The Police, Crime, Sentencing and Courts Bill has its first debate in parliament this week. The bill has been widely condemned as an attack on freedom of assembly and protest. Its passage through parliament follows the heavy-handed policing of the vigil for Sarah Everard on Clapham Common on Saturday night (13/03/2021).
We have serious concerns about the bill. We want our students to help us do something about it.
The bill seeks to amend the Public Order Act 1986 by expanding the circumstances in which the police can impose restrictions on demonstrations. The police will now be able to restrict protest where ‘the noise generated by persons taking part in the procession may result in serious disruption to the activities of an organisation in the vicinity of the procession’. Restrictions could also be imposed if the ‘noise generated by persons taking part… may result in the intimidation or harassment of persons of reasonable firmness’ or ‘may cause such persons to suffer serious unease, alarm or distress’. In other words, the police can intervene to stop a protest if there is even a risk that people in the vicinity could be upset by the noise.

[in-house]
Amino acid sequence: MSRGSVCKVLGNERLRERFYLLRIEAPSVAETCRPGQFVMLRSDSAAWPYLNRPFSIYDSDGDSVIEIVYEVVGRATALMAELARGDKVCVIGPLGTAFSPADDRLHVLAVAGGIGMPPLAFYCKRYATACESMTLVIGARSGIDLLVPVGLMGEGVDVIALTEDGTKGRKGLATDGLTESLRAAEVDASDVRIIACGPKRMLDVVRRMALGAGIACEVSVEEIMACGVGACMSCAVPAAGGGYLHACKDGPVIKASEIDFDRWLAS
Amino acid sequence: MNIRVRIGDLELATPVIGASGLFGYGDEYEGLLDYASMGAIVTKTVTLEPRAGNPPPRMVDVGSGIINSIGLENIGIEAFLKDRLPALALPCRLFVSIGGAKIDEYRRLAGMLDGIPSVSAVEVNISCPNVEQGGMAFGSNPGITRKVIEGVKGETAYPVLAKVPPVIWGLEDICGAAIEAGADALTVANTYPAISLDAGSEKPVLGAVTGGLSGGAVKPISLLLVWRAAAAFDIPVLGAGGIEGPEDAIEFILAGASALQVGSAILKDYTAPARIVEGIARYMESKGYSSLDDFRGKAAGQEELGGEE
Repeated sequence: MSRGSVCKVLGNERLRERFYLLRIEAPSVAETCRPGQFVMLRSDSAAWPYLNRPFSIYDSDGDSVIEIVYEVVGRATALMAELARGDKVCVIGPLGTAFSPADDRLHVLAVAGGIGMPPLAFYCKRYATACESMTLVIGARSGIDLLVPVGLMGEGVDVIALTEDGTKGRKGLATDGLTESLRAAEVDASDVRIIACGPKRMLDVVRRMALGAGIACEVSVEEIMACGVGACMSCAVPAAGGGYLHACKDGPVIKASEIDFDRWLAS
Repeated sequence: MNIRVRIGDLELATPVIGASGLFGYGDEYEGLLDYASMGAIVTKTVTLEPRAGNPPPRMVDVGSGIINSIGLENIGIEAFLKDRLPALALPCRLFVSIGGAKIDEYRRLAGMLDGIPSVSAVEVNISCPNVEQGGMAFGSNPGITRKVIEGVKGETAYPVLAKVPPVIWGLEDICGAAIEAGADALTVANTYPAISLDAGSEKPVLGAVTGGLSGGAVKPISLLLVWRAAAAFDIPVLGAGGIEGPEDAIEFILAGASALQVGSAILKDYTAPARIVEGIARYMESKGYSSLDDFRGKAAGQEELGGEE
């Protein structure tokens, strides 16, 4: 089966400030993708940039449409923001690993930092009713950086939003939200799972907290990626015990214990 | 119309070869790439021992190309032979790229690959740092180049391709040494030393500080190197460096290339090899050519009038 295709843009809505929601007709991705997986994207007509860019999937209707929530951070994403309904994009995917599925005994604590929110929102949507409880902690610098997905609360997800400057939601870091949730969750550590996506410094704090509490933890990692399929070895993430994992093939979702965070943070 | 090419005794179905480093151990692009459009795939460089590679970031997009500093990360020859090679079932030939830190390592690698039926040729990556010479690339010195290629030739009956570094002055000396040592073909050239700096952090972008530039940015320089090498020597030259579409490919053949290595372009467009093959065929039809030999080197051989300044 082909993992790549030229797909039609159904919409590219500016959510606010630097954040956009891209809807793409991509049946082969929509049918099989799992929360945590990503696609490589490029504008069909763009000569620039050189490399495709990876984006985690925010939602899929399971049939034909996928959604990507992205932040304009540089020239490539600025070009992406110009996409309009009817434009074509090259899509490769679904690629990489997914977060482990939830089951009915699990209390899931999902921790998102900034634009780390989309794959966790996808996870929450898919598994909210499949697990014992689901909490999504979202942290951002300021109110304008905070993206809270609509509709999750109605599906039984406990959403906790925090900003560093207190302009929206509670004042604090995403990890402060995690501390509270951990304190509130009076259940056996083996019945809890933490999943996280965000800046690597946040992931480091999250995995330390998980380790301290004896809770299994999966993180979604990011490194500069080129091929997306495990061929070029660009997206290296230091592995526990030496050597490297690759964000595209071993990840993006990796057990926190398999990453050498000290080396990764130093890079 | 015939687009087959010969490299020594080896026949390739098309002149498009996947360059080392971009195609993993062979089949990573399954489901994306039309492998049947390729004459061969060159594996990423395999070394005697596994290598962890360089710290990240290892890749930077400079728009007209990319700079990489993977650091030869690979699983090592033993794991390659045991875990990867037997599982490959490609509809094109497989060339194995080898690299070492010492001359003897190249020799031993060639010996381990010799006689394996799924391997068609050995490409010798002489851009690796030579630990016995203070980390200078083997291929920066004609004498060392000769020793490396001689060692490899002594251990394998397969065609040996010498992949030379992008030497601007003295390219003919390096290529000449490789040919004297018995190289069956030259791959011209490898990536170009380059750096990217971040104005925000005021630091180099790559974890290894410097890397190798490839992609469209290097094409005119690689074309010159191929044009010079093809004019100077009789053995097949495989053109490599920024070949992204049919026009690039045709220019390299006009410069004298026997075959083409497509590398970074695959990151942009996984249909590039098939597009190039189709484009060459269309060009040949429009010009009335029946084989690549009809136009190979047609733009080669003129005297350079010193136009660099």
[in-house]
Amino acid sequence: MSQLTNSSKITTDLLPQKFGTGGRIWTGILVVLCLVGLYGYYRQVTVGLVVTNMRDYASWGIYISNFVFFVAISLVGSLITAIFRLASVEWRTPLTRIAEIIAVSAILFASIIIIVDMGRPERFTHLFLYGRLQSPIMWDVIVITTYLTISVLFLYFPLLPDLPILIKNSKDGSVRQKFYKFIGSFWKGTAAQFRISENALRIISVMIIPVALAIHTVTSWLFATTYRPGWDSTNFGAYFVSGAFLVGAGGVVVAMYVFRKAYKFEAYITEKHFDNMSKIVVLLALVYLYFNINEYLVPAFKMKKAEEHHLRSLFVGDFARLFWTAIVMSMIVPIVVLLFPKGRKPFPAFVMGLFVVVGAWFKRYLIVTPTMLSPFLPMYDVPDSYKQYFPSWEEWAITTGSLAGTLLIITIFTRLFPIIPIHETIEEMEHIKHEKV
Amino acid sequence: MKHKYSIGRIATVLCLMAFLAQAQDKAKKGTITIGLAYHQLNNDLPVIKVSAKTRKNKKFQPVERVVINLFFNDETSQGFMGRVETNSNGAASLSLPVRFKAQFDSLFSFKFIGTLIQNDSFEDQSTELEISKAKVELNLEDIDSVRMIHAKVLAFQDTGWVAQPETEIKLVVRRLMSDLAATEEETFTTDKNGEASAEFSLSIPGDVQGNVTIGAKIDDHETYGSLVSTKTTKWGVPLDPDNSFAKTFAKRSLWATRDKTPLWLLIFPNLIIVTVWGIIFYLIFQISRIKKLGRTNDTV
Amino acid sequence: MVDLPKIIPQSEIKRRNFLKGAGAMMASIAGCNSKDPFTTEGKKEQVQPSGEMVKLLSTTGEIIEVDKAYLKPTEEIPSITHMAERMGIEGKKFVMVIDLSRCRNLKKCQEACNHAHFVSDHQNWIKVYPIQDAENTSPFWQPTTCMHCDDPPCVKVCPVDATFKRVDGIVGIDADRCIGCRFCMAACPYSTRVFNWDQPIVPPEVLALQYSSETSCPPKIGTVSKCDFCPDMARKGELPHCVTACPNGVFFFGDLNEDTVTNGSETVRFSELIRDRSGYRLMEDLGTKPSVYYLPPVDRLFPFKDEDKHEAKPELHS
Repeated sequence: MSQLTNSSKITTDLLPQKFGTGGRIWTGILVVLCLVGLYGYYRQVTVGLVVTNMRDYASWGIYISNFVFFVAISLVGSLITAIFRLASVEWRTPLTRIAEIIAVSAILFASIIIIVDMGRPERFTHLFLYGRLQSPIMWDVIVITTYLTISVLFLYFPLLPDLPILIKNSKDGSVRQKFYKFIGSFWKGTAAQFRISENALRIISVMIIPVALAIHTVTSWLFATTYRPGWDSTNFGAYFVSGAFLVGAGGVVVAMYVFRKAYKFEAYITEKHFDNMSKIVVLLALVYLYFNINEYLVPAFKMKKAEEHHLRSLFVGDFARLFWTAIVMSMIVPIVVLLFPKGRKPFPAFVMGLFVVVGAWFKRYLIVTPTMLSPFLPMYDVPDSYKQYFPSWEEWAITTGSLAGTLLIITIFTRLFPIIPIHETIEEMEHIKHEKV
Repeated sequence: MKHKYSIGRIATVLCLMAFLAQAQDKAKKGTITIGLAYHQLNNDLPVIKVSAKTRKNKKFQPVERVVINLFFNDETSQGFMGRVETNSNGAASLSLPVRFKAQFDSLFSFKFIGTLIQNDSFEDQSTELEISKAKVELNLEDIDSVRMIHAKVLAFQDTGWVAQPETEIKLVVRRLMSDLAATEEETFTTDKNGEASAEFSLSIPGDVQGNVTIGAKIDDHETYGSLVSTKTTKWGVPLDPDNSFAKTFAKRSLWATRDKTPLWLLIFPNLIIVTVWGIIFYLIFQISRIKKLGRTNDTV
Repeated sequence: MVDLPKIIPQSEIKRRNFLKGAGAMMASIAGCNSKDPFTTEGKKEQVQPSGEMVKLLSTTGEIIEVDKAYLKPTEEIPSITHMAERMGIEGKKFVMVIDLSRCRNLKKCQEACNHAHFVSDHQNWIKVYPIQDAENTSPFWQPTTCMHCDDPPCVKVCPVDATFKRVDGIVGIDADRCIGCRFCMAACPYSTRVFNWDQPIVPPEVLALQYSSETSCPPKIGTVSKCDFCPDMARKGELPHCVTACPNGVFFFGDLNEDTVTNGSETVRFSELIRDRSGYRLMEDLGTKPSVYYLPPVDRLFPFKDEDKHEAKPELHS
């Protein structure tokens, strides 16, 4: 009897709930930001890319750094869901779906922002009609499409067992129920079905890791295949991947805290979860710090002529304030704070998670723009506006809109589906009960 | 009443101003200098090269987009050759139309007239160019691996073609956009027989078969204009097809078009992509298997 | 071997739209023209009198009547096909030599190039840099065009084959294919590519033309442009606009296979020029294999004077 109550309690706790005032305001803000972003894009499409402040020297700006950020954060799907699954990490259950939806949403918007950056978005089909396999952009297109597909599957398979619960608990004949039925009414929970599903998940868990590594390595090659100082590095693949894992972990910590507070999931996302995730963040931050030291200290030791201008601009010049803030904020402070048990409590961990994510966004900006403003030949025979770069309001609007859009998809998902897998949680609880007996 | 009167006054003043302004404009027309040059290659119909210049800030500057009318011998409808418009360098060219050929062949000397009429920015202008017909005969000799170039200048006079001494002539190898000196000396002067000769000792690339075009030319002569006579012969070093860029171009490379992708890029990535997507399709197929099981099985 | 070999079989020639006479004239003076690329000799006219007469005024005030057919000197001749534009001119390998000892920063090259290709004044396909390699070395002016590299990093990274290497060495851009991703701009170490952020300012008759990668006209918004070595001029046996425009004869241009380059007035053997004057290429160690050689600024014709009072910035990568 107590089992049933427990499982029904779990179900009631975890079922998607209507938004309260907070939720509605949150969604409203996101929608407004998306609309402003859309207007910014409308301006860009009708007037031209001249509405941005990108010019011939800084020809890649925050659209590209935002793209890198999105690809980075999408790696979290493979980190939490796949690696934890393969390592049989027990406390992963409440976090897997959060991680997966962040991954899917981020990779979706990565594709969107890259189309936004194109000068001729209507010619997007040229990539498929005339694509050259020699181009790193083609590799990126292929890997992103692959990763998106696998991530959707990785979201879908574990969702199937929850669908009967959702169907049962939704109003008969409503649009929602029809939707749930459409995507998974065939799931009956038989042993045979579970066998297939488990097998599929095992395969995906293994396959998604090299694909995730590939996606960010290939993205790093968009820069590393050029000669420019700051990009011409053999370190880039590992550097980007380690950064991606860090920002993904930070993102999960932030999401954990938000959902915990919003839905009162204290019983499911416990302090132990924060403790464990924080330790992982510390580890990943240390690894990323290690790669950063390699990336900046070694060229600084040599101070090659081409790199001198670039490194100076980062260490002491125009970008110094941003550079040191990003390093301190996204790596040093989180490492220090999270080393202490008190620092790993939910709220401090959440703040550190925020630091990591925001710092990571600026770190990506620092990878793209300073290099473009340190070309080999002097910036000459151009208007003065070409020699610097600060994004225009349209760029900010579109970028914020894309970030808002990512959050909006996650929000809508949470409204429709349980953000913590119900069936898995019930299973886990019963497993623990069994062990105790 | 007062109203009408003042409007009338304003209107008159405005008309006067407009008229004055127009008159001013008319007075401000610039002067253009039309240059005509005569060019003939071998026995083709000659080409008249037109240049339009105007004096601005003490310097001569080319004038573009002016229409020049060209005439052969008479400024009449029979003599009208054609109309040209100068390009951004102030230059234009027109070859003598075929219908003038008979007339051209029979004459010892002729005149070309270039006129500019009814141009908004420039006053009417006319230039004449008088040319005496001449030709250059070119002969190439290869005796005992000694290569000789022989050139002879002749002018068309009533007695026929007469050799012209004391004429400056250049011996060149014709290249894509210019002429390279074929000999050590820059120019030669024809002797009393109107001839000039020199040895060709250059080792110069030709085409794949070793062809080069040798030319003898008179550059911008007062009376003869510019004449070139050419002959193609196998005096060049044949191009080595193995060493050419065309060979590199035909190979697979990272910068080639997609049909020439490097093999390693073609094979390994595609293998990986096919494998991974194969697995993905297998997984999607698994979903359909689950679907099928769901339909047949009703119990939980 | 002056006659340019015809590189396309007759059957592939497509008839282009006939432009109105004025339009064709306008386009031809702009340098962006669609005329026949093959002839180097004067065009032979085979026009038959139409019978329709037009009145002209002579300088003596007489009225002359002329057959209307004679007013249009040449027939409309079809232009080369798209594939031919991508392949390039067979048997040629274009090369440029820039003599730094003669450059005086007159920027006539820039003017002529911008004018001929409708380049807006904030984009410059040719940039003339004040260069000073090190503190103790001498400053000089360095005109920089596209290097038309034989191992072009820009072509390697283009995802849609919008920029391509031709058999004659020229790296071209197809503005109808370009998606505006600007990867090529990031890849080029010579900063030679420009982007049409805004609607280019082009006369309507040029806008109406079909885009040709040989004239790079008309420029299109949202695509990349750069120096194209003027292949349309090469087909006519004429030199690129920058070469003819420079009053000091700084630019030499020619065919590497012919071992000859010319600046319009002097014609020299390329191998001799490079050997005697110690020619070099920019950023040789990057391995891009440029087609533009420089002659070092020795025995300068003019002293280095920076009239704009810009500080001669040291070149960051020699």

The bill is obviously an egregious attack on the freedom to protest. The threshold for intervening against protestors will become absurdly low. Demonstrations are supposed to cause ‘upset’ and ‘unease’. It is hard to imagine how any protest could be effective under these restrictions.
We want our students to join us in campaigning against the bill. We want to start with the following steps:
We will be in touch very shortly to ask you to get more involved in this campaign.
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